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HSBC Holdings said on Tuesday that it will buy back an additional $1bn worth of shares as it announced a 62 per cent tumble in profits to $7.1bn for 2016, hit by one-off costs and write-offs.
Adjusted pre-tax profits of $19.3bn for the year were down about 1 per cent from the year before.
Europe’s largest lender held its annual dividend at $0.51 per share, the same rate paid out last year, stating the bank was “confident of maintaining at this level”.
The share buyback, following a similar action announced last year to buy $2.5bn shares, was lower than some analysts expected. Analysts at Deutsche Bank and UBS had predicted that HSBC would buy back between $2.5bn-$3bn shares in 2017.
Reported profits were hit by a number of significant events including a $3.2bn impairment of goodwill to its private banking unit in Europe and the cost of achieving targets, which hit $3.1bn last year.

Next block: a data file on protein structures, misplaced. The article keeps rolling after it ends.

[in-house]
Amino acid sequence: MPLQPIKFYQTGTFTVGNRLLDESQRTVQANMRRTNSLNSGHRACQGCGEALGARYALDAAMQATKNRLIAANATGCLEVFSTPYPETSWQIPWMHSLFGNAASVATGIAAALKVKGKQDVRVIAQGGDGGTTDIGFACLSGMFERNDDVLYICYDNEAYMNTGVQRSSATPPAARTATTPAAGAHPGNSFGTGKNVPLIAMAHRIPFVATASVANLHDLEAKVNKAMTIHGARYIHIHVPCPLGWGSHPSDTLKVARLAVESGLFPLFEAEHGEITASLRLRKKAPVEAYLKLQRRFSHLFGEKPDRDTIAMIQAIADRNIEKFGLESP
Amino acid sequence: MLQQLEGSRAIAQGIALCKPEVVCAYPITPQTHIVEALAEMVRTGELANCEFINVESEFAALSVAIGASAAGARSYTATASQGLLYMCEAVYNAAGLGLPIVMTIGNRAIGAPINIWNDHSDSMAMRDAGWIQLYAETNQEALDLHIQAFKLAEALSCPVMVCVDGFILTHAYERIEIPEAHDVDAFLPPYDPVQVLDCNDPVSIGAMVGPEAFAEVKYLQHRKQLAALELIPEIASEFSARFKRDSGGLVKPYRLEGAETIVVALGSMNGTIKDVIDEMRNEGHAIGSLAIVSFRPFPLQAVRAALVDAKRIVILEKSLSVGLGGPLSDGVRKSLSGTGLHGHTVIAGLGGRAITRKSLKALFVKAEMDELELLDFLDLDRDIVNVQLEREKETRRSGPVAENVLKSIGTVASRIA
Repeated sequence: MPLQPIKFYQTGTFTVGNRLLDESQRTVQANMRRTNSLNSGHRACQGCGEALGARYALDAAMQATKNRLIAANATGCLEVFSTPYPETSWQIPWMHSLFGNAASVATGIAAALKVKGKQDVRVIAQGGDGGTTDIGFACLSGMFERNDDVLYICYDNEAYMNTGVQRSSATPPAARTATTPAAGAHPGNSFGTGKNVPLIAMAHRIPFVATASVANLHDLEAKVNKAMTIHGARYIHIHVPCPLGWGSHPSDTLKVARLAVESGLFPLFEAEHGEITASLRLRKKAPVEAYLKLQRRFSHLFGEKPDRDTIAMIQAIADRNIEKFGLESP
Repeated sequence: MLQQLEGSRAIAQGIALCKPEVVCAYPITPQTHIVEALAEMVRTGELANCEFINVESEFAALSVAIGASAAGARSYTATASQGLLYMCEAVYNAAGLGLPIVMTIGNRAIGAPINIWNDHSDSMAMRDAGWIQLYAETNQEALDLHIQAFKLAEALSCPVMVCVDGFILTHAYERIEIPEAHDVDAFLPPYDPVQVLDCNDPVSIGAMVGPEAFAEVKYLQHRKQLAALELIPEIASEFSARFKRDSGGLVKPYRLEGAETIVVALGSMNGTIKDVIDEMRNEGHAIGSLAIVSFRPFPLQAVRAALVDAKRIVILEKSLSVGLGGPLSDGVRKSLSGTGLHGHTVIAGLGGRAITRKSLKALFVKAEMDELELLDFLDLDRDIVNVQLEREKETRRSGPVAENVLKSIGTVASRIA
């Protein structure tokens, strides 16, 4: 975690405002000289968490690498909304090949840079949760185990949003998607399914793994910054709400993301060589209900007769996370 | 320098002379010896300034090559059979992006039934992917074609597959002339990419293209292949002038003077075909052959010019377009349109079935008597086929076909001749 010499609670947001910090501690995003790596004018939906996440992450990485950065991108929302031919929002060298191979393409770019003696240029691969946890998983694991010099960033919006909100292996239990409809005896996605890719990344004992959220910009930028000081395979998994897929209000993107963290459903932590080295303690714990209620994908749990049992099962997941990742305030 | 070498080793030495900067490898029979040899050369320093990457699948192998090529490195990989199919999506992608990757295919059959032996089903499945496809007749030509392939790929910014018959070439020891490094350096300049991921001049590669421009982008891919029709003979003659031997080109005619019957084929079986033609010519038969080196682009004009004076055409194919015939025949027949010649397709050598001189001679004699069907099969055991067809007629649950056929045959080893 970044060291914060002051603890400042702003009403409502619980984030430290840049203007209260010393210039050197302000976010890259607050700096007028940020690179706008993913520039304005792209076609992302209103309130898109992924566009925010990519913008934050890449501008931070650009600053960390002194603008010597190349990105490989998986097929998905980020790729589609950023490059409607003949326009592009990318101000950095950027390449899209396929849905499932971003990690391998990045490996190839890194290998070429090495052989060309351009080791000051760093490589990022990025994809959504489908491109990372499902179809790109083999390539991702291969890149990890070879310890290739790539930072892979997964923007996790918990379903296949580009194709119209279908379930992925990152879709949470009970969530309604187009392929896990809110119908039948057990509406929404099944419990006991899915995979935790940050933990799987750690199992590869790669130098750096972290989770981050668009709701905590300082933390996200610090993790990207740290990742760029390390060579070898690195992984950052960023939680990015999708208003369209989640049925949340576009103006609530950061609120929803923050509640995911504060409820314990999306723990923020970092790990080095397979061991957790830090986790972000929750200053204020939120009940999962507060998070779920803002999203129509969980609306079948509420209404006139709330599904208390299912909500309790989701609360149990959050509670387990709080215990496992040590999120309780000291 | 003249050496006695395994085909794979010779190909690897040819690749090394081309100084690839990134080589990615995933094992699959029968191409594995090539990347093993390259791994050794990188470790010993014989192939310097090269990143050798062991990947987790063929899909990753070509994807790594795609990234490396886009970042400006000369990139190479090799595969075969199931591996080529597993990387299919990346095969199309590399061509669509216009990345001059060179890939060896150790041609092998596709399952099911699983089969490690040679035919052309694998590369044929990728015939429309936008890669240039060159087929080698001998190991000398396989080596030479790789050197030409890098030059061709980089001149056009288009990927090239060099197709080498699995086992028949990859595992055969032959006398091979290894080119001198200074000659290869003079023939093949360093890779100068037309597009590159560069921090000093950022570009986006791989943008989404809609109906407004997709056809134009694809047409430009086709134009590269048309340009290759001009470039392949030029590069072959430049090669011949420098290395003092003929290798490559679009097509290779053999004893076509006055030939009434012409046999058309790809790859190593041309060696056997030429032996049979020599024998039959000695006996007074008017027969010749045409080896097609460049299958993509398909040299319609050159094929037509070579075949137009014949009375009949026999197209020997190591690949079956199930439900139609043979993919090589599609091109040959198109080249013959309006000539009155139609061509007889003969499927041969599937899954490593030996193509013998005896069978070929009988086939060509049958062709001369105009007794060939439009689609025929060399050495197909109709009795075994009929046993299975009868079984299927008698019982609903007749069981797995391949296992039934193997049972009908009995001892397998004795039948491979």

Changes in credit spreads also hurt profitability last year, with the bank claiming an adverse fair value movements of $1.8bn.
“This decline principally reflected the impact of significant items, most of which had no impact on capital, even though they were material in accounting terms,” the bank’s chairman Douglas Flint said in a statement on Tuesday.
The write-offs regarding HSBC’s private bank were largely complete, chief executive Stuart Gulliver said in the statement.
The bank’s shares have steadily climbed since the UK voted to leave the European Union in late June. In Hong Kong, HSBC traded at HK$68.5 on Tuesday morning before results were posted, up about 35 per cent since the Brexit vote. Shares in London were up 57 per cent during the same period.